If you had asked a random person one year ago to name a musical act that would have one of the most anticipated tours of 2016, it’s a safe bet that Duran Duran wouldn’t have been their first answer.
But while so many bands who came along on the coattails of Duran Duran’s ’80s glam-rock success have fallen to the wayside of pop culture, this UK-based group has continued to foster a large following 38 years after their debut.
And here we are months after the September release of “Paper Gods,” the band’s 14th full-length album – their first to land in the Top 10 of Billboard’s album charts in over two decades. With that album’s incredible commercial success comes a world tour that opens in the U.S. Monday night at the Durham Performing Arts Center. Shows are selling out across the country, and tickets are all but gone for the Durham event.
Ask Roger Taylor what has led to the band’s longevity, and Duran Duran’s longtime drummer doesn’t have many answers at the ready.
“I don’t know, really,” Taylor admits. “It’s not something that we particularly analyze. We just try to continue producing new music that we love. We tend not to over-analyze what keeps our audience with us, but I do know that we are all very grateful to be one of very few bands still out there attracting an audience. We are very grateful to still be able to fill the buildings.
“It’s possible that one of the things that keeps our fans interested in our new output is that we have never been afraid to change. Every record has been different, and we’ve never really tried to just remake the same album over and over. We all grew up with – the unfortunately late, now – David Bowie, and he kind of taught us that lesson, to never be afraid of change and never make the same album twice.”
Upon the release of the band’s new album, Rolling Stone magazine raved that “if ‘Paper Gods’ were a debut from some upstart band, the buzz would be insane.” Taylor says all “legacy” acts may experience this issue, but it is one that Duran Duran has had to deal with since first coming to the attention of critics.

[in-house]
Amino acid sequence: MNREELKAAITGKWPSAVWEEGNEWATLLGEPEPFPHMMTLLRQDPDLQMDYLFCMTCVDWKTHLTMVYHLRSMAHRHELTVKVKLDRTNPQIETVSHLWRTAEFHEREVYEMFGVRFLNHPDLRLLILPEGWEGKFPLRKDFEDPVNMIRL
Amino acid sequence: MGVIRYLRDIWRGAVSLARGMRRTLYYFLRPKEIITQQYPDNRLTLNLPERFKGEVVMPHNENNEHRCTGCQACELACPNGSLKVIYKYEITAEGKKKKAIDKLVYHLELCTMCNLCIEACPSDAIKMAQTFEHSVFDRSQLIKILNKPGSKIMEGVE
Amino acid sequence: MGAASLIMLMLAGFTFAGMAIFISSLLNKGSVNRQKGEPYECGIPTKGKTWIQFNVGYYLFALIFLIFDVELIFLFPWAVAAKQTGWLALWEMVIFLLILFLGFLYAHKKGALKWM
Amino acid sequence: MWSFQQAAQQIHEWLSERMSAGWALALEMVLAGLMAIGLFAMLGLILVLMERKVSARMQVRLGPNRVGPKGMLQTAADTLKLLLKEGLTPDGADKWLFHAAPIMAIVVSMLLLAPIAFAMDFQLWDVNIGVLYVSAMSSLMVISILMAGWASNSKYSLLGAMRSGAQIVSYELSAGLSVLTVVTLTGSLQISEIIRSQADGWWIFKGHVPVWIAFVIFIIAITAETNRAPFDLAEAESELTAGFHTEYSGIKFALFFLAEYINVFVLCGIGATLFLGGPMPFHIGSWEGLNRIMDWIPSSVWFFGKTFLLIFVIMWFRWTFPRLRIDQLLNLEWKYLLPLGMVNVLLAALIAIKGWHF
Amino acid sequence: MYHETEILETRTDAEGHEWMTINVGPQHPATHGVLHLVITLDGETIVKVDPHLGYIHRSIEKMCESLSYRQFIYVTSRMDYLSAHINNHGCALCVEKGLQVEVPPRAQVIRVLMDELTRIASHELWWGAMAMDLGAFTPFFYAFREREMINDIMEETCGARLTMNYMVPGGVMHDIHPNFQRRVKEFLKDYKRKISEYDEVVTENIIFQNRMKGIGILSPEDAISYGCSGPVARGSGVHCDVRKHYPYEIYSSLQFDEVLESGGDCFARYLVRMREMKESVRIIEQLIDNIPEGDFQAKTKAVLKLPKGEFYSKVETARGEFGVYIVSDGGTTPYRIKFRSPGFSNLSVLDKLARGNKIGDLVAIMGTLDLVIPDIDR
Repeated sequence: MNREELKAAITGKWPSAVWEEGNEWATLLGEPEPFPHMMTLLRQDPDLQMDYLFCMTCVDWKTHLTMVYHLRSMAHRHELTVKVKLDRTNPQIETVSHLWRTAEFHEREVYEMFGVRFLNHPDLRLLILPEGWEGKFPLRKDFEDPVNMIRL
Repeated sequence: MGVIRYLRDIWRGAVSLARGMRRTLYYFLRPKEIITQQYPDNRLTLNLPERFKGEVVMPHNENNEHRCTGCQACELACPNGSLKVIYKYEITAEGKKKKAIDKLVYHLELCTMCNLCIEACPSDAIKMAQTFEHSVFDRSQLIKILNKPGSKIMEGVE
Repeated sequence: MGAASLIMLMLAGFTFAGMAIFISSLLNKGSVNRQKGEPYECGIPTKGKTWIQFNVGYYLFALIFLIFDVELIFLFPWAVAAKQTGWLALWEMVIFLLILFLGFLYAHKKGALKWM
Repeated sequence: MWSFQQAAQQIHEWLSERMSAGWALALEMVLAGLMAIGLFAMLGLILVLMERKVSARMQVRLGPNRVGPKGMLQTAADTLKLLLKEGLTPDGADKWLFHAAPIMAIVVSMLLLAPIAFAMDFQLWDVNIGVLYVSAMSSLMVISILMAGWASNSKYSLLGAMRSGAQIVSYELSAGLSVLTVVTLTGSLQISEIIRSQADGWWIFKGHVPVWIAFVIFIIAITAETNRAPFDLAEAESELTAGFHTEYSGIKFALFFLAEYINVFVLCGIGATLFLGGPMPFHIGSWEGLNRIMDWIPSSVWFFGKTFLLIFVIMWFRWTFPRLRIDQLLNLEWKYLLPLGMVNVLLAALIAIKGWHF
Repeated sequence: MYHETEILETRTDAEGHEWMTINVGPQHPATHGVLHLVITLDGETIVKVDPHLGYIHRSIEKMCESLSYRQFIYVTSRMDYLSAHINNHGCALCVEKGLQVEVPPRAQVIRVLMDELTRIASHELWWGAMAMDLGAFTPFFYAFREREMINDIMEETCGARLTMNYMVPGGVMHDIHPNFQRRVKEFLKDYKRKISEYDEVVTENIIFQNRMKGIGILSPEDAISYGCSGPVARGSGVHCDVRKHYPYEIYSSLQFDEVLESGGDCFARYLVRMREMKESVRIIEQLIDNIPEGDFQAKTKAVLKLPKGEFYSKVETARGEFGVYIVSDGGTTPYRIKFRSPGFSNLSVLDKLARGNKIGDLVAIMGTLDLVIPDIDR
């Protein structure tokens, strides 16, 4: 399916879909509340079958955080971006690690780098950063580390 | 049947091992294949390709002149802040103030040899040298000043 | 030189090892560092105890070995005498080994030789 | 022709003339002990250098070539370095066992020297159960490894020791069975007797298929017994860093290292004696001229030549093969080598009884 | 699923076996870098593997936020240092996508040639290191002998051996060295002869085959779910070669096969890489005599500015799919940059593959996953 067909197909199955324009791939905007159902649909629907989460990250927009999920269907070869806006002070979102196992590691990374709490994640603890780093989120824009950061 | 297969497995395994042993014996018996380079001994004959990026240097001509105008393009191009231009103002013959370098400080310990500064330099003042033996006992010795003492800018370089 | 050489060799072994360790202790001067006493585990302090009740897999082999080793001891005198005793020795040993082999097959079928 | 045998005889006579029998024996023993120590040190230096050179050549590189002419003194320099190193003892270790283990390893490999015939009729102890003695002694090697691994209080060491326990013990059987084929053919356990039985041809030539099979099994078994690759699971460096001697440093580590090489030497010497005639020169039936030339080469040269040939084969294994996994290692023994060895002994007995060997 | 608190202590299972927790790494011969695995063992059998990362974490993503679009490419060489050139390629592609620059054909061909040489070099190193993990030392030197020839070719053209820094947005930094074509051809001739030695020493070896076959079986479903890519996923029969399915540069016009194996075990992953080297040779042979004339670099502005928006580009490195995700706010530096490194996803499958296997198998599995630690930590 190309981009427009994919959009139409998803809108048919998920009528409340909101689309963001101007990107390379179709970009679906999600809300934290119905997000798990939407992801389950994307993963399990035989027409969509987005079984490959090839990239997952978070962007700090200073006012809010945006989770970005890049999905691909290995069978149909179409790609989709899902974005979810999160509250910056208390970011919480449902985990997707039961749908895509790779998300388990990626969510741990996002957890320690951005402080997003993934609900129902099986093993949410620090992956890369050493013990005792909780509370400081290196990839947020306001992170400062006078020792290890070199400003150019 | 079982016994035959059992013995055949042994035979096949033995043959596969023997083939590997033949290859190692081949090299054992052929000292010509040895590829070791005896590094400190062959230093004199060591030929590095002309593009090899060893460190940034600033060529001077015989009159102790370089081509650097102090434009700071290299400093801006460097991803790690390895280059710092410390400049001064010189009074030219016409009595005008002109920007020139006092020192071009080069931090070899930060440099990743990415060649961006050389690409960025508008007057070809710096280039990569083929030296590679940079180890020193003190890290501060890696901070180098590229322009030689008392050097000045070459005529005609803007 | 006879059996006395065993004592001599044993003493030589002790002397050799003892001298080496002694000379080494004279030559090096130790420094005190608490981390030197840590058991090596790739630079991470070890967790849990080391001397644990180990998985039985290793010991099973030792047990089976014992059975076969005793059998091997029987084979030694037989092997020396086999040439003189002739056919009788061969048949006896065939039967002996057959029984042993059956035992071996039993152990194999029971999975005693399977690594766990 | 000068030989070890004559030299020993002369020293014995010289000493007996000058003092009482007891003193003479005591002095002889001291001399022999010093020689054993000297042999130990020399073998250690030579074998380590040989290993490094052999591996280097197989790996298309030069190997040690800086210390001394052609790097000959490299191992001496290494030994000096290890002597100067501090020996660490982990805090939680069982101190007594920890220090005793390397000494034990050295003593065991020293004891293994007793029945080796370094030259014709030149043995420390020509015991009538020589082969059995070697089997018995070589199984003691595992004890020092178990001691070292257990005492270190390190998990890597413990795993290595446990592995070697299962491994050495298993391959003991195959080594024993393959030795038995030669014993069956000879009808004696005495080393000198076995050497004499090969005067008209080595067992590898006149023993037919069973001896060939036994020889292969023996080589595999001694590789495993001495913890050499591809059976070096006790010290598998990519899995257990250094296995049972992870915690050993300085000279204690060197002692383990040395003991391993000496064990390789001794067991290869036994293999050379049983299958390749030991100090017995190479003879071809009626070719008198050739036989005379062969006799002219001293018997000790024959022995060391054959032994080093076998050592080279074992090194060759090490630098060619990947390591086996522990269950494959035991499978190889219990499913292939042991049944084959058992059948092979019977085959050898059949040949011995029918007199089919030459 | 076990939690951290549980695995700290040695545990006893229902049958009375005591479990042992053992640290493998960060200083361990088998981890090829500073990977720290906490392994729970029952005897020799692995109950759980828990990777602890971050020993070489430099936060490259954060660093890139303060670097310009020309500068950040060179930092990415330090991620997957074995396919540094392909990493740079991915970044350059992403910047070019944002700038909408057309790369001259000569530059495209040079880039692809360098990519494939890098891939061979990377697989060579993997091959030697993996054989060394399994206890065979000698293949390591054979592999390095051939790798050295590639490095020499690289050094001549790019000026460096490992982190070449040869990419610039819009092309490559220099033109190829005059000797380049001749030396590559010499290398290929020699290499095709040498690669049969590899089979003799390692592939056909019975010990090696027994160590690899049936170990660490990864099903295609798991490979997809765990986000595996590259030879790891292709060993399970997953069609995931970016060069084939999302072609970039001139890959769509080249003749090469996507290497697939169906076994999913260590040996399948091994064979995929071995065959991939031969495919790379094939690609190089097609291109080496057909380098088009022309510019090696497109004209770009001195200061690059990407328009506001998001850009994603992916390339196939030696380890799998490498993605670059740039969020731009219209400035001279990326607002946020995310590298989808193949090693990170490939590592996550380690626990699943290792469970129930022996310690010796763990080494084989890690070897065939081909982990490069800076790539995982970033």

“The fact that we have such a long history, it can be tougher to release new music and have it accepted; it would almost be easier to attempt to put it out under a new name, for people to accept the record,” he says. “I think it has taken some time for people to really ‘get’ the album, because I think there is generally some prejudice against older artists, and those of us who have been around for a significant amount of time. The proof is in the pudding with this record, and I think the more of our fans that listen to it, the more that like it.”
Taylor says the band – even on its early albums – has never been afraid to get “quite deep.”
“We’ve always had a dark side to our albums,” Tayor says. “But I think that is something that fans have come to appreciate more as the years go on. It was kind of hard to see through the candy floss early on. We just had so much icing on the cake – the videos, the clothes, the makeup – almost always overshadowed the music. The time has come where we have finally begun to receive some recognition for actually crafting great songs, especially for our early work.”
Great songs, and a reputation for great concerts, have kept Duran Duran on the radar of record companies for nearly four decades. (The band still includes original members lead singer Simon Le Bon, keyboardist Nick Rhodes and bassist John Taylor; guitarist Dom Brown joined in 2006.) The group has watched the music industry change over the past several years, with one of the biggest recent changes being the emergence of music festivals as a major marketing tool. While many bands see them more as a necessary evil than something to embrace, Taylor says it’s just one more way for Duran Duran to stay current.
“It’s something that we have begun to enjoy,” Taylor says. “The festival circuit is something that really has never been a part of our history, but it’s become such a huge thing that you can’t ignore as a musician. If you have a band, you kind of have to be a part of that world. The big thing when we came out in the ’80s was MTV, where if you wanted to be a big success you had to be a part of that scene, so we jumped on board and ran with it. I think anyone wanting to be successful now has to go along with festivals. ...
“The great thing about it is that it’s all about the live show. People can illegally download and take your music for free, but the live show is the only thing left that can’t be stolen.”
Who: Duran Duran
When: 8 p.m. Monday
Where: Durham Performing Arts Center, 123 Vivian St., Durham
Info: 919-680-2787 or dpacnc.com
Courtesy Charlotte Observer